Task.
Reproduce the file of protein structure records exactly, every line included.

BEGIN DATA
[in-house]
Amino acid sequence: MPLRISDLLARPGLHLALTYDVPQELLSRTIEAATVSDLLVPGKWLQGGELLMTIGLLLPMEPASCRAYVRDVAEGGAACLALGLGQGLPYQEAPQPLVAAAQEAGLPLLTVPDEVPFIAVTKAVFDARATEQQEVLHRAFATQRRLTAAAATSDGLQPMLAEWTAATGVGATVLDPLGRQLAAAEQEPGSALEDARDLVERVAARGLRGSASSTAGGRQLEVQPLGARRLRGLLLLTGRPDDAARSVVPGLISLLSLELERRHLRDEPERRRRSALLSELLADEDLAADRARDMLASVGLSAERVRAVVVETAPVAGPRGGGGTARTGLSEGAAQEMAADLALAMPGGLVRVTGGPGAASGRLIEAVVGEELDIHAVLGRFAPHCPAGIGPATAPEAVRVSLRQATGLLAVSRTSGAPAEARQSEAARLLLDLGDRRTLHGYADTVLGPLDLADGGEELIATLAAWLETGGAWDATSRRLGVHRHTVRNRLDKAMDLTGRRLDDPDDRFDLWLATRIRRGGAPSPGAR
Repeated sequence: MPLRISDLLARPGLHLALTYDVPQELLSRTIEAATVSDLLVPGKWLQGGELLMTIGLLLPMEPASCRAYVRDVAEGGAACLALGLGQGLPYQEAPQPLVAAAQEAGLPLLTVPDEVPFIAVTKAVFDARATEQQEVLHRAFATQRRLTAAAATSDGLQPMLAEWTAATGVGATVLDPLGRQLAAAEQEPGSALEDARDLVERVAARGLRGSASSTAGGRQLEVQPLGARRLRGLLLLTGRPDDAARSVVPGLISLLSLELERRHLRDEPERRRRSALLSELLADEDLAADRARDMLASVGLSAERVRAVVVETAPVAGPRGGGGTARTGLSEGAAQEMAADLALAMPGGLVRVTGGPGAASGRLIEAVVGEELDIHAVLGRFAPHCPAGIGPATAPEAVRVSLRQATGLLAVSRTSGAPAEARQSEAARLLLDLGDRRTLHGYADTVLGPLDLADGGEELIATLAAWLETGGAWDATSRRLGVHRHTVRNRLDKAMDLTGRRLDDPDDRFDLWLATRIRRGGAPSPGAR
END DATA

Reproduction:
[in-house]
Amino acid sequence: MPLRISDLLARPGLHLALTYDVPQELLSRTIEAATVSDLLVPGKWLQGGELLMTIGLLLPMEPASCRAYVRDVAEGGAACLALGLGQGLPYQEAPQPLVAAAQEAGLPLLTVPDEVPFIAVTKAVFDARATEQQEVLHRAFATQRRLTAAAATSDGLQPMLAEWTAATGVGATVLDPLGRQLAAAEQEPGSALEDARDLVERVAARGLRGSASSTAGGRQLEVQPLGARRLRGLLLLTGRPDDAARSVVPGLISLLSLELERRHLRDEPERRRRSALLSELLADEDLAADRARDMLASVGLSAERVRAVVVETAPVAGPRGGGGTARTGLSEGAAQEMAADLALAMPGGLVRVTGGPGAASGRLIEAVVGEELDIHAVLGRFAPHCPAGIGPATAPEAVRVSLRQATGLLAVSRTSGAPAEARQSEAARLLLDLGDRRTLHGYADTVLGPLDLADGGEELIATLAAWLETGGAWDATSRRLGVHRHTVRNRLDKAMDLTGRRLDDPDDRFDLWLATRIRRGGAPSPGAR
Repeated sequence: MPLRISDLLARPGLHLALTYDVPQELLSRTIEAATVSDLLVPGKWLQGGELLMTIGLLLPMEPASCRAYVRDVAEGGAACLALGLGQGLPYQEAPQPLVAAAQEAGLPLLTVPDEVPFIAVTKAVFDARATEQQEVLHRAFATQRRLTAAAATSDGLQPMLAEWTAATGVGATVLDPLGRQLAAAEQEPGSALEDARDLVERVAARGLRGSASSTAGGRQLEVQPLGARRLRGLLLLTGRPDDAARSVVPGLISLLSLELERRHLRDEPERRRRSALLSELLADEDLAADRARDMLASVGLSAERVRAVVVETAPVAGPRGGGGTARTGLSEGAAQEMAADLALAMPGGLVRVTGGPGAASGRLIEAVVGEELDIHAVLGRFAPHCPAGIGPATAPEAVRVSLRQATGLLAVSRTSGAPAEARQSEAARLLLDLGDRRTLHGYADTVLGPLDLADGGEELIATLAAWLETGGAWDATSRRLGVHRHTVRNRLDKAMDLTGRRLDDPDDRFDLWLATRIRRGGAPSPGAR